Lost: Tabula Rasa
It's rapidly becoming clear that everyone on this island is hiding something--whether it's those we know about like Kate who is hiding her past (though she does want to come clean with Jack about what she did) or the entire scout party from last week who decides to withhold the truth from the rest of the survivors about just why they can't get a signal out to radio for help. (You just have to think that one is going to come back to bite them at some point). But what I find intriguing is that no one is exactly what he or she seems. It'd be easy to hate Jin for his treatement of Sun, but then they throw in a few, tender moments where you think maybe this guy really does love her. He's just expressing it in a way that is foreign to our expectations of how a husband and wife interact. Also, there's the question of how quickly did the agent who had Kate in custody die after being shot in the chest by Sawyer? Jack, at first, states that it will be a long, slow, painful death for him due to Sawyer's mis-aim, but a few moments later Jack comes out of the tent angry. Did Jack somehow help matters along and spare the agent the suffering, hence his anger at Sawyer and himself? Also, his conversation with Kate on the beach that as far as he's concerned it's all a clean slate on the island--yeah ,that may come back to haunt you as well. We still have no idea what Kate did that led to her being in custody, though we do see that she isn't a hardened criminal. She does save the life of the farmer who turns in her in. Of course, it's after wrecking his truck to try and get away. Technicality, I guess.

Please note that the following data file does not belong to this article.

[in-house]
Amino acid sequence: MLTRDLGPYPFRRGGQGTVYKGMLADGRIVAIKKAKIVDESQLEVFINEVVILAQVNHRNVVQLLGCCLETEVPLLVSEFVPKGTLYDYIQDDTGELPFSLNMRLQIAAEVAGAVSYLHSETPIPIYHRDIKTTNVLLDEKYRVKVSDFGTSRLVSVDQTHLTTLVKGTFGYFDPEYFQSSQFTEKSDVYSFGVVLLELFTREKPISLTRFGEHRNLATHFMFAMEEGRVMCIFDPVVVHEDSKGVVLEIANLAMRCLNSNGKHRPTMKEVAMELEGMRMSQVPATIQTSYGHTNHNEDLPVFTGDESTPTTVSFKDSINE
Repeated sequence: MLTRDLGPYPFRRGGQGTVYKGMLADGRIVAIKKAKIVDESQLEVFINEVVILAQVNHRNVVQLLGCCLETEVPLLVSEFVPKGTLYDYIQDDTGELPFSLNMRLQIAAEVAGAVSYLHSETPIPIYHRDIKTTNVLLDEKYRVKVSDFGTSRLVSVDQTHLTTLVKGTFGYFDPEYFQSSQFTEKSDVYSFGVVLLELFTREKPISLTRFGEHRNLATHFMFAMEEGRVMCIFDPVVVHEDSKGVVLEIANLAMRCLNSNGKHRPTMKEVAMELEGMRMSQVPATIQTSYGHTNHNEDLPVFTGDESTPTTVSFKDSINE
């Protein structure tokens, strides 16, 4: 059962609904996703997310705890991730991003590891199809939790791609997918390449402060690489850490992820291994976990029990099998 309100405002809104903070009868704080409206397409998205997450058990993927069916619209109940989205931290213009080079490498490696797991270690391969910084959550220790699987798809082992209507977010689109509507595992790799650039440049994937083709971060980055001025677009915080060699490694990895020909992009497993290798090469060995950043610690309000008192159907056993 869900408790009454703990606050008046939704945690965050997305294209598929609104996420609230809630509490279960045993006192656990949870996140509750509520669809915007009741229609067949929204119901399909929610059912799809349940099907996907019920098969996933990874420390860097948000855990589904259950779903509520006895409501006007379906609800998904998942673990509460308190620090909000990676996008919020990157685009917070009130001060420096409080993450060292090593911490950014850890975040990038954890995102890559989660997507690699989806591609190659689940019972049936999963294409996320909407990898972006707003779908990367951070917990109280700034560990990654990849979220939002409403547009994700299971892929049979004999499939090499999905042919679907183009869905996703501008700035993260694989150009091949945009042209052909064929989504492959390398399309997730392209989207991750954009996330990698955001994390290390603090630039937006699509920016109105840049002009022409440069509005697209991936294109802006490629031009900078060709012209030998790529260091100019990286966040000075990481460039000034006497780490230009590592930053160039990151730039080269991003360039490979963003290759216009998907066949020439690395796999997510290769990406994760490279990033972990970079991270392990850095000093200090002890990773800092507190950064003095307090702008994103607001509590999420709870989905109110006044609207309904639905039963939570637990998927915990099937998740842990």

I've got to admit that, so far, I'm hooked on this show. The second episode delivered on the promise of the pilot and raised a whole lot of questions and few answers. It's one of those where the hour goes by too quickly and leaves you hungering for more. Can't wait to see where this is all going. And if you haven't watched yet, it's not too late to jump into the fun.
You gotta love Raj. The team wins an afternoon on the tennis court with Anna Kornakova and John McEnroe and Raj does what every red-blooded American man wishes he could do--asks Anna out. Sure, he gets rejected by her, but he did have a chance if he could only return one of her serves. (Who says she can't play tennis?!?) And in defeat, he can still say to the world--hey, I was almost naked with Anna Kornikova. How many other men can say that?
That said, I didn't understand the women's pricing scheme. Or more specifically, Pamela's. Seems to me that pyschogically, most people are attracted to price points like $19.95 or $29.95 etc. Why go for something that is an oddity like $27 and change? Let's face it--when it come to buying some things, we can be like little lemmings. If it's $19.95, we don't stop and consider it, we just buy it. It's less than twenty bucks our brains tell us and we buy. If it's not a price that fits the pattern we're used to, that may make us stop and think a bit and end up not buying. Hence, why I think the women lost by ten dollars in their challenge.
And no, I didn't tune into QVC last night to see the groups selling. Sorry, the Titans were routing the Packers and I had to watch that.
The women get it together and beat the men in not one, but two challenges this week. The men then go to tribal council and prove they're thinking way too much about this game as they eliminate yet another player who could help get them back on the winning track and be a good asset after the merge--assuming it ever comes. Mark Burnette has been known to draw these things out to spice up the show as it were.
posted by Michael Hickerson at 10/12/2004 09:25:00 AM